thought. In many cases the English text has been retranslated orally into Hebrew. A thousand students in a single year have been engaged in this study, and the Semitic languages are now subjects of study in this country to an extent unknown before.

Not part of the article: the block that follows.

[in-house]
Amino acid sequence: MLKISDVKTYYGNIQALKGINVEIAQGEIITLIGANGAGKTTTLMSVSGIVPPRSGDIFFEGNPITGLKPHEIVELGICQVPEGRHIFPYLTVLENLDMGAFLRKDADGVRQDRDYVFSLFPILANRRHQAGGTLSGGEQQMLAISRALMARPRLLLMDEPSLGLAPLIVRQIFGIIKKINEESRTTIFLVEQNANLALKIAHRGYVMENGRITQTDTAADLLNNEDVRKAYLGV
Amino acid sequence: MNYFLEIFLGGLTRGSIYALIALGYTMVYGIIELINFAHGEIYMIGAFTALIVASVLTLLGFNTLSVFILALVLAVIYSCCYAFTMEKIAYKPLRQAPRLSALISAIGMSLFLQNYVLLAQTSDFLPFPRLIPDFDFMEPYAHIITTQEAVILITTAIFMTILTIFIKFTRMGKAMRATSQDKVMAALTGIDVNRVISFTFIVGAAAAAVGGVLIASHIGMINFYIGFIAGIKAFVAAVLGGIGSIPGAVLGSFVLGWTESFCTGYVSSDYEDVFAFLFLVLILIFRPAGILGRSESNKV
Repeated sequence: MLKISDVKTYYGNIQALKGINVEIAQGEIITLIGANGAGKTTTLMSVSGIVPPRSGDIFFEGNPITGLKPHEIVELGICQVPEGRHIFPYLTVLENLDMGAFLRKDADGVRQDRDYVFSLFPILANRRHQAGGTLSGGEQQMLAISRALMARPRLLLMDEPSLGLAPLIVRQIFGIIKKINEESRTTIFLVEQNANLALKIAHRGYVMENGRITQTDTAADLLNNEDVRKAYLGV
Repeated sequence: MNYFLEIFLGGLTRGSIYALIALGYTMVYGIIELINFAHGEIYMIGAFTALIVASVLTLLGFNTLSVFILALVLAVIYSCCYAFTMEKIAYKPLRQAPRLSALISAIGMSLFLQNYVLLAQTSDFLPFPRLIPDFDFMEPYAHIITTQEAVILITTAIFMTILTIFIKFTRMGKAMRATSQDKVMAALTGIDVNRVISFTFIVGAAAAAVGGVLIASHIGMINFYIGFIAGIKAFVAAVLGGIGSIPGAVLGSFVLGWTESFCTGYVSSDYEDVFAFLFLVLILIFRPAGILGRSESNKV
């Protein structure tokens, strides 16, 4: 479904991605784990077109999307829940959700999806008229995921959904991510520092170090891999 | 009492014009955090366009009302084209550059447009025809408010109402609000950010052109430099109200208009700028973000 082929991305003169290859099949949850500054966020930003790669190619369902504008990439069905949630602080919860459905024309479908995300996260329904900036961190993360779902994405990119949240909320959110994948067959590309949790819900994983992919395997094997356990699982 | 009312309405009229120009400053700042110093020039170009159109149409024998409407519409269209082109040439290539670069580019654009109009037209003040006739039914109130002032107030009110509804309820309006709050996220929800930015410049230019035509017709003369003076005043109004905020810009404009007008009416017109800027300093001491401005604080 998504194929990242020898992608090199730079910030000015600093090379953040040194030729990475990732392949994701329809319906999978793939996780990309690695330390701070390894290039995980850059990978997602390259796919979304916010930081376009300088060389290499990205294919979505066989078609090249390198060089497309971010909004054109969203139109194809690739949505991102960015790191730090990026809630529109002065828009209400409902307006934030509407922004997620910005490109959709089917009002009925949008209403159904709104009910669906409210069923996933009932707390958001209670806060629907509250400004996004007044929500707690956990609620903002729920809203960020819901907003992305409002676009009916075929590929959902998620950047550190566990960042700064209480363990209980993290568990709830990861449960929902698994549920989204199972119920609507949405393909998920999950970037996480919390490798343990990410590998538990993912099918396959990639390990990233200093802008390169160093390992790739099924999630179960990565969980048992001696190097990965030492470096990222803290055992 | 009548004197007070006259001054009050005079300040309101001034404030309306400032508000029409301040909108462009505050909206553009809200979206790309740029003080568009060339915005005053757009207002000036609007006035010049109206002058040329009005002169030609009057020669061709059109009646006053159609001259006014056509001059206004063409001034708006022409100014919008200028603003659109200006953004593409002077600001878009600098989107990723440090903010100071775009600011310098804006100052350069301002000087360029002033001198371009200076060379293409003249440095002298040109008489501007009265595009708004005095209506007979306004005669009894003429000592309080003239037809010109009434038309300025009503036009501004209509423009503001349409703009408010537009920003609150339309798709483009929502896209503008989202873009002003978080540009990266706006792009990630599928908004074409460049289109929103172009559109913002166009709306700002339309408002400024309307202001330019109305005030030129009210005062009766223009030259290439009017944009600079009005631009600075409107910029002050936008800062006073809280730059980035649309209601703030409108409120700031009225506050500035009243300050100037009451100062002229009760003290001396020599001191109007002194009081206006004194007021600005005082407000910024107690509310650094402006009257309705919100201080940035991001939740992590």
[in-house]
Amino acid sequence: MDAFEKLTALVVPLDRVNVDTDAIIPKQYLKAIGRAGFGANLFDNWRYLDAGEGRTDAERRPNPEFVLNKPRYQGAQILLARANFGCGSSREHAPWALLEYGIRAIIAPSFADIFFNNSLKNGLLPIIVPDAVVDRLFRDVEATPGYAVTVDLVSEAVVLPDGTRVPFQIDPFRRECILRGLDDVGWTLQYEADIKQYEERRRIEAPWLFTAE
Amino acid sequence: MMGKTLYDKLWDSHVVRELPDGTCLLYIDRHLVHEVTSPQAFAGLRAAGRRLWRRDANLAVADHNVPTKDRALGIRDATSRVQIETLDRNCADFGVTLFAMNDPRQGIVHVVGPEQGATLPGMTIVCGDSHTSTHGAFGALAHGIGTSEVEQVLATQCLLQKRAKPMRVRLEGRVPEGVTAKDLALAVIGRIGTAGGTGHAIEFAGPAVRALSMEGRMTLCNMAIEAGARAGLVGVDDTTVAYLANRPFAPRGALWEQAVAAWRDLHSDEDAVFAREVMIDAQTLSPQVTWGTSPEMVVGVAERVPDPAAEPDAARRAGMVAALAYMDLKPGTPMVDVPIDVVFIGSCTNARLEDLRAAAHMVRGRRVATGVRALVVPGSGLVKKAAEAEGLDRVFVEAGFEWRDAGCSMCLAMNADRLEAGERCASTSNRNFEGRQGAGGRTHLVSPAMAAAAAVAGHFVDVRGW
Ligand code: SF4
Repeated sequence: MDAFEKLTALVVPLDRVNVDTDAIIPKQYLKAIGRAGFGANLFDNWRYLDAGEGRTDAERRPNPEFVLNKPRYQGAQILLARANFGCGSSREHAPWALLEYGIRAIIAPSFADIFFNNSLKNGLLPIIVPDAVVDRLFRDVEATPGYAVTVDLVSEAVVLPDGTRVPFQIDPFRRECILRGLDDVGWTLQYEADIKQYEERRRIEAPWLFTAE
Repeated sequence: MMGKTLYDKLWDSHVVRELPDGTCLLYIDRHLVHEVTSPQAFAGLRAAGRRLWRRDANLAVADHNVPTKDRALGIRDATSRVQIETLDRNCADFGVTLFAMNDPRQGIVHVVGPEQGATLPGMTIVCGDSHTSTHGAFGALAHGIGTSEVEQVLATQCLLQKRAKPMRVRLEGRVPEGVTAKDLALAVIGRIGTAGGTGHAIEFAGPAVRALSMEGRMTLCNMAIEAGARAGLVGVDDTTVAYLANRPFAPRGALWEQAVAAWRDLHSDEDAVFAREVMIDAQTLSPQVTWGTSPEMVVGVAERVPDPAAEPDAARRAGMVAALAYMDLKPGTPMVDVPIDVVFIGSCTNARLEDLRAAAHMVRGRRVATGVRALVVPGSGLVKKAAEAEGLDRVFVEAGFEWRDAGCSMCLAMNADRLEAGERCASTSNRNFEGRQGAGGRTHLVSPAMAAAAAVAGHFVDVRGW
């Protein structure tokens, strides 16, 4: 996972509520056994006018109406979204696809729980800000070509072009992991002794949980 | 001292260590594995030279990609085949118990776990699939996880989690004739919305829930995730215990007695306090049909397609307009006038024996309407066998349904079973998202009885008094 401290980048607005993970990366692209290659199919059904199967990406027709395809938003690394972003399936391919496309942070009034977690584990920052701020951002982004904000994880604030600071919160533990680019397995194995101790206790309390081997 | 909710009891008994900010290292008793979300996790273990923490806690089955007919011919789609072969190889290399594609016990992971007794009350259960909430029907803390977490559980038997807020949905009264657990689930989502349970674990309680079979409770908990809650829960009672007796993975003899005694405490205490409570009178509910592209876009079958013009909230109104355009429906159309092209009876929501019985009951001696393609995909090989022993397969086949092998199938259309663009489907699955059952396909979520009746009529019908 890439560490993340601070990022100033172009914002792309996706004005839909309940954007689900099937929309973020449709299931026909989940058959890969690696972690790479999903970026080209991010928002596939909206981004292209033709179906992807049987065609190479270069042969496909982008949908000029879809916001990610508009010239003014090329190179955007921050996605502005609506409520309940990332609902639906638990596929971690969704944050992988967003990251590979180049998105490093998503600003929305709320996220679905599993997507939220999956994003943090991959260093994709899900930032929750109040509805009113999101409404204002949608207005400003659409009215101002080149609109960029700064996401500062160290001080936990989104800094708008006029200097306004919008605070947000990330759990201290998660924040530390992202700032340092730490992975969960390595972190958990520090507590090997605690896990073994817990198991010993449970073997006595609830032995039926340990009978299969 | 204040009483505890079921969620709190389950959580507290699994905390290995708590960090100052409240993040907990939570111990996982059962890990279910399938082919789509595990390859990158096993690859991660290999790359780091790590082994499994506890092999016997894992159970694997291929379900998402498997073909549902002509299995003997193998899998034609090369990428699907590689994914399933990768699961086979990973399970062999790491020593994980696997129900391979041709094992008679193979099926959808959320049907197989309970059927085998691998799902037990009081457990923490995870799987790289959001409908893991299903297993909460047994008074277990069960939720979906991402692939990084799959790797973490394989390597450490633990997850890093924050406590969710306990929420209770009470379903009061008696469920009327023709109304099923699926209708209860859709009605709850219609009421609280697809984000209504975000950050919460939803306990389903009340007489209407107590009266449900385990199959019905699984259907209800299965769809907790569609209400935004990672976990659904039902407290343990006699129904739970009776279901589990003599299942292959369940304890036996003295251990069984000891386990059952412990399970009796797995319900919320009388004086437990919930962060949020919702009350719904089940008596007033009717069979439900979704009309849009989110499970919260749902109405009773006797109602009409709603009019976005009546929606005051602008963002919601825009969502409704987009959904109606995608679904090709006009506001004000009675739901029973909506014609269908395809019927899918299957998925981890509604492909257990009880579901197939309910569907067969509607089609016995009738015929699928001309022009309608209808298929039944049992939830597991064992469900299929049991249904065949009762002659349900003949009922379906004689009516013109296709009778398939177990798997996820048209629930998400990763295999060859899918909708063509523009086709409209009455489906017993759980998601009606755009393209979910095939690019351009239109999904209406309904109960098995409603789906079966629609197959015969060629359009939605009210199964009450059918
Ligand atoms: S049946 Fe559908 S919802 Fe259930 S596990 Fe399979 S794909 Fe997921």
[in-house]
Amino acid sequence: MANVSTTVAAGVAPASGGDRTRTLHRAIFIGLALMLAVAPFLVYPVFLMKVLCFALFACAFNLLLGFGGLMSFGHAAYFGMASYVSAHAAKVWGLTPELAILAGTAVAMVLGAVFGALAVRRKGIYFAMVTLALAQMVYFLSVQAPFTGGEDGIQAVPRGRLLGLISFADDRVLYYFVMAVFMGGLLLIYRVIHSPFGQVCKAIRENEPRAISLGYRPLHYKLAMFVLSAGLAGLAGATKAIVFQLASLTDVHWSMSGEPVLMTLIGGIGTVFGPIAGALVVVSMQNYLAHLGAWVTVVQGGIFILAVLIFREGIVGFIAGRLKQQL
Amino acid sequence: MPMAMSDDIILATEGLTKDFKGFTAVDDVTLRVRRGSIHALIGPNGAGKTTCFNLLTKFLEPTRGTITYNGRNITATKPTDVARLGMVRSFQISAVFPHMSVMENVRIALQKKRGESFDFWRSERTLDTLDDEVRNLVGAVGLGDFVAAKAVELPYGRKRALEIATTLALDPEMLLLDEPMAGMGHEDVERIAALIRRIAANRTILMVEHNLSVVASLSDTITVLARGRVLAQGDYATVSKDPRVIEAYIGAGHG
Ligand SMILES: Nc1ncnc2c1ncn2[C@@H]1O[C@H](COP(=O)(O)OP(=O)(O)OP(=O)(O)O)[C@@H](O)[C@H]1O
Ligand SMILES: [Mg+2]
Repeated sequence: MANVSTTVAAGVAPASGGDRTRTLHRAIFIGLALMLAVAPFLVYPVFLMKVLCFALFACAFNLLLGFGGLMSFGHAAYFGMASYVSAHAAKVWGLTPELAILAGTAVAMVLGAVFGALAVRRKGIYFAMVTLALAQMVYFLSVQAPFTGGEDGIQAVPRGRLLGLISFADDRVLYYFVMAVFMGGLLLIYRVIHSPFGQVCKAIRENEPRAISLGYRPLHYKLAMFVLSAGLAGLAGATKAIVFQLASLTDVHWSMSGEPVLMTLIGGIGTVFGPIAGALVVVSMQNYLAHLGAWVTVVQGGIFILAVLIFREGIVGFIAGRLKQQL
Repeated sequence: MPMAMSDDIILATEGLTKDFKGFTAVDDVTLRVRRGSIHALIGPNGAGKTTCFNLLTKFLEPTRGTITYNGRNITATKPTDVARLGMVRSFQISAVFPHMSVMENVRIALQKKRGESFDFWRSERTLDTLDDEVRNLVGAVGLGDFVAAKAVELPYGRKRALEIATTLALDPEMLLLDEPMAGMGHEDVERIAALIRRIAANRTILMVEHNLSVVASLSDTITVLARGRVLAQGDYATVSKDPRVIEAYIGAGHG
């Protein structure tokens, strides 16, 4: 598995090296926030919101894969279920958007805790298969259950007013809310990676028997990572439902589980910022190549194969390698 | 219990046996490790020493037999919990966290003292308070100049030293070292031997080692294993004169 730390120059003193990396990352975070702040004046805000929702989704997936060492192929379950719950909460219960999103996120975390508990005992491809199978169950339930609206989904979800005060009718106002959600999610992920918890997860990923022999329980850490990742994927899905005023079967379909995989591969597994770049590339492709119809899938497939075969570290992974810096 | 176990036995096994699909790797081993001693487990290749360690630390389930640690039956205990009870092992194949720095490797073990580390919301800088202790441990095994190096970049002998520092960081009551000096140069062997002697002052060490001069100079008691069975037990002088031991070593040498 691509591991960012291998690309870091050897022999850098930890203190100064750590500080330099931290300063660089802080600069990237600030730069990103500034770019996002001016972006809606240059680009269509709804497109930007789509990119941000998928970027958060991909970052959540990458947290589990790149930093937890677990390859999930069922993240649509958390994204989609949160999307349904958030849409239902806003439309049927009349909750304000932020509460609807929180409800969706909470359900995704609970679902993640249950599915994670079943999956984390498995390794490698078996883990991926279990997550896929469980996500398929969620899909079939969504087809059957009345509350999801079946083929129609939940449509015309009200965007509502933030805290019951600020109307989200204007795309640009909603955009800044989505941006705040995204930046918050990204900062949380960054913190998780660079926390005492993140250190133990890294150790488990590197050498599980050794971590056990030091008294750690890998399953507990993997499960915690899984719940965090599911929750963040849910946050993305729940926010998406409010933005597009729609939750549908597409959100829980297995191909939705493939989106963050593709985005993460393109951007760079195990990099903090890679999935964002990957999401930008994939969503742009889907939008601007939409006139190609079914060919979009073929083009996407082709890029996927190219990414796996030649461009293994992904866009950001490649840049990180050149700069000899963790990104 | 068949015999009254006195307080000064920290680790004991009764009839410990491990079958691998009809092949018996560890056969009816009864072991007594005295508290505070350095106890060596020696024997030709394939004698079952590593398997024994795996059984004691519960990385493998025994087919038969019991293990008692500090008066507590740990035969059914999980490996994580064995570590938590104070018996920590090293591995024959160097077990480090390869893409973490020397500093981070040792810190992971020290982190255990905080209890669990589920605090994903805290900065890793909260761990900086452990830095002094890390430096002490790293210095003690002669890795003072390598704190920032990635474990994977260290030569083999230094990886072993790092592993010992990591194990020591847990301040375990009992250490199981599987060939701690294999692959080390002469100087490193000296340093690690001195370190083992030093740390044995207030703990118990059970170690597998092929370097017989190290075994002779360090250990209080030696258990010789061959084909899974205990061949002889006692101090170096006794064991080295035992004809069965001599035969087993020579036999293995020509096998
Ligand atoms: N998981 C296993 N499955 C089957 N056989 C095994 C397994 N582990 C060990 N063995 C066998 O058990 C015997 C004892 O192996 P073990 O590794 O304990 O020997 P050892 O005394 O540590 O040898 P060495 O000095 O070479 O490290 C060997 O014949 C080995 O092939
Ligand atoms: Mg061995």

T h e mocler~l languages are far from full recog~lit io~lin the courses of study in the greater number of colleges. T h e demand for their study as part of a liberal education is not emphasized by their position and the amount of time devoted to them. They are tolerated rather than regarded as essential. Out of sixty-four rep- resentative colleges, fifty-eight require neither French nor German for admission to the course in arts, four require French, and t ~ v o either French or German. T h e colleges are thus reduced to the necessity of giving elementary instruction in the modern languages ; and the college does not to this extent imply advanced instruction, but simply the teaching of the rudiments. A knowledge of French and German is necessary for the :lighest scientific as well as classi- cal study. T h e use of French and German works, the consultation of authorities found only in these languages, is impossible if their study is postponed until late in the academic course. The colleges do not reap the fruits of a knowledge of the modern languages in their subsequent instruction. T h e philological study of Latin embraces law Latin and the forms that have survived in French and the other Romance languages. A critical knowledge of early English is not possible without a study of the French element in English derived from the Latin. Thus the advanced study of the classics, as well a s our heritage of the English tongue, is dependent upon an ac-quaintance with French. The study of Anglo-Saxon is promoted by a preliminary knowledge of German. Our colleges are thus fettered in their work by the lack of the elementary knowledge on the part of pupils essential to its successful prosecution. An intelli- gent acquai~lta~lce with modern European literature is 11ot possible when the time which should be devoted to it is occupied with elementary study. T h e time which is devoted to the modern lan- guages forms in most institutions but a small part of the regular college course, necessitating imperfect and hasty study. In sixty- four colleges conferring the degree of bachelor of arts, the amount of time required to be spent in the study of French and German is seven and three-tenths per cent of the entire four years' course. I t is required that less than four per cent of the entire time of the stu- dent shall be devoted to one of these languages. I t is not to be assumed that this low amount adequately represents the entire time devoted to the modern languages, for through electives in the best colleges the study can be greatly extended ; but it represents the current estimate of college faculties of the value of these studies, and the amount required to enable the student to prosecute his later work. During the same period, at least twenty-five per cent of the student's time is consumed, by compulsion, in classical study, in addition to the preliminary knowledge required before entering college. T h e revised curriculum which has been adopted at Yale, and other colleges where the strict classical requirement has not been retained in full force, is very encouraging. Several Western and Southern institutions, as the Universities of Michigan, Indiana, and Virginia, exhibit a thorough and extended course in the modern languages. T h e scientific and technical schools recognize the indispensable character of a knowledge of French and German for purposes of all advanced investigation in science and engineer- ing. T h e most recent discoveries in these and allied branches are publishecl in monographs and reviews, and it is safe to say that the highest expert testimony on a question of engineering cannot be secured except from one familiar with the constantly increasing results of foreign investigation. Such results are not immediately attainable except in the language itself; and the final word which has been uttered in discovery is often of priceless value in all industrial enterprises. There is a loss in the equipment of every scientist or engineer who cannot at once obtain from original sources the knowledge which he needs. There is an adclitio~lal reason why the instruction in nloclern languages in our scientific courses should be increased rather than diminished. T h e require- nlents for admission to these courses are less than to the classical. An exclusively professional or technical course, unless conceived in a broad spirit, fails to give a view of the connection and relation of the physical sciences. No branch of study stands alone, and can be built up from itself. Geology embraces paleontology, and paleon-